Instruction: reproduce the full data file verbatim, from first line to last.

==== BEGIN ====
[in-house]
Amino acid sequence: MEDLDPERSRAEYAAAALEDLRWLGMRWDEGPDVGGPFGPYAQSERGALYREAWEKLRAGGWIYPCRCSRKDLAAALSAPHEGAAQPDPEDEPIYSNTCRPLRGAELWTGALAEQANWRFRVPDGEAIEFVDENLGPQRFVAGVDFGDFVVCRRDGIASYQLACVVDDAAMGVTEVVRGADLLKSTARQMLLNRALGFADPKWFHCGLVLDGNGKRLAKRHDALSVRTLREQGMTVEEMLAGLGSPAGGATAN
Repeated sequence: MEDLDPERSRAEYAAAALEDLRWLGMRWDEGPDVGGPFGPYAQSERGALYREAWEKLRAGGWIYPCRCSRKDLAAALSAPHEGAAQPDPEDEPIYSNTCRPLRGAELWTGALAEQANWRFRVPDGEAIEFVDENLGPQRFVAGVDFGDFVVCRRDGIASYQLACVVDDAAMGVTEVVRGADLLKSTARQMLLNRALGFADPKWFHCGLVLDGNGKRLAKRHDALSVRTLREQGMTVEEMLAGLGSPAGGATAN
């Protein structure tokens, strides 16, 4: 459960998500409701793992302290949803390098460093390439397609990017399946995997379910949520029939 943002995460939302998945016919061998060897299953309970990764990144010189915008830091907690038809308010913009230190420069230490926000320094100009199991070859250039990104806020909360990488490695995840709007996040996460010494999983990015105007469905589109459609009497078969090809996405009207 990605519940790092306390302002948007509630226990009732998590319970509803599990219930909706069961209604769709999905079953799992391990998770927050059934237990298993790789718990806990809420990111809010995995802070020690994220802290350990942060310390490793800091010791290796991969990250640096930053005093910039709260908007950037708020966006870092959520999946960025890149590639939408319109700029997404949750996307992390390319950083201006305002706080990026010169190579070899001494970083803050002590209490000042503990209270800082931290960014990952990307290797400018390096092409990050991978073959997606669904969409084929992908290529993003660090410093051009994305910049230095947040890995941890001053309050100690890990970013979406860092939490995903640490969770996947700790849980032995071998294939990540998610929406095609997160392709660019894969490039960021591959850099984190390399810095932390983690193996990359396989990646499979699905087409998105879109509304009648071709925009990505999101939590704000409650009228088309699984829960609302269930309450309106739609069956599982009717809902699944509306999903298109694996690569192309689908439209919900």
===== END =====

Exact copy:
[in-house]
Amino acid sequence: MEDLDPERSRAEYAAAALEDLRWLGMRWDEGPDVGGPFGPYAQSERGALYREAWEKLRAGGWIYPCRCSRKDLAAALSAPHEGAAQPDPEDEPIYSNTCRPLRGAELWTGALAEQANWRFRVPDGEAIEFVDENLGPQRFVAGVDFGDFVVCRRDGIASYQLACVVDDAAMGVTEVVRGADLLKSTARQMLLNRALGFADPKWFHCGLVLDGNGKRLAKRHDALSVRTLREQGMTVEEMLAGLGSPAGGATAN
Repeated sequence: MEDLDPERSRAEYAAAALEDLRWLGMRWDEGPDVGGPFGPYAQSERGALYREAWEKLRAGGWIYPCRCSRKDLAAALSAPHEGAAQPDPEDEPIYSNTCRPLRGAELWTGALAEQANWRFRVPDGEAIEFVDENLGPQRFVAGVDFGDFVVCRRDGIASYQLACVVDDAAMGVTEVVRGADLLKSTARQMLLNRALGFADPKWFHCGLVLDGNGKRLAKRHDALSVRTLREQGMTVEEMLAGLGSPAGGATAN
């Protein structure tokens, strides 16, 4: 459960998500409701793992302290949803390098460093390439397609990017399946995997379910949520029939 943002995460939302998945016919061998060897299953309970990764990144010189915008830091907690038809308010913009230190420069230490926000320094100009199991070859250039990104806020909360990488490695995840709007996040996460010494999983990015105007469905589109459609009497078969090809996405009207 990605519940790092306390302002948007509630226990009732998590319970509803599990219930909706069961209604769709999905079953799992391990998770927050059934237990298993790789718990806990809420990111809010995995802070020690994220802290350990942060310390490793800091010791290796991969990250640096930053005093910039709260908007950037708020966006870092959520999946960025890149590639939408319109700029997404949750996307992390390319950083201006305002706080990026010169190579070899001494970083803050002590209490000042503990209270800082931290960014990952990307290797400018390096092409990050991978073959997606669904969409084929992908290529993003660090410093051009994305910049230095947040890995941890001053309050100690890990970013979406860092939490995903640490969770996947700790849980032995071998294939990540998610929406095609997160392709660019894969490039960021591959850099984190390399810095932390983690193996990359396989990646499979699905087409998105879109509304009648071709925009990505999101939590704000409650009228088309699984829960609302269930309450309106739609069956599982009717809902699944509306999903298109694996690569192309689908439209919900």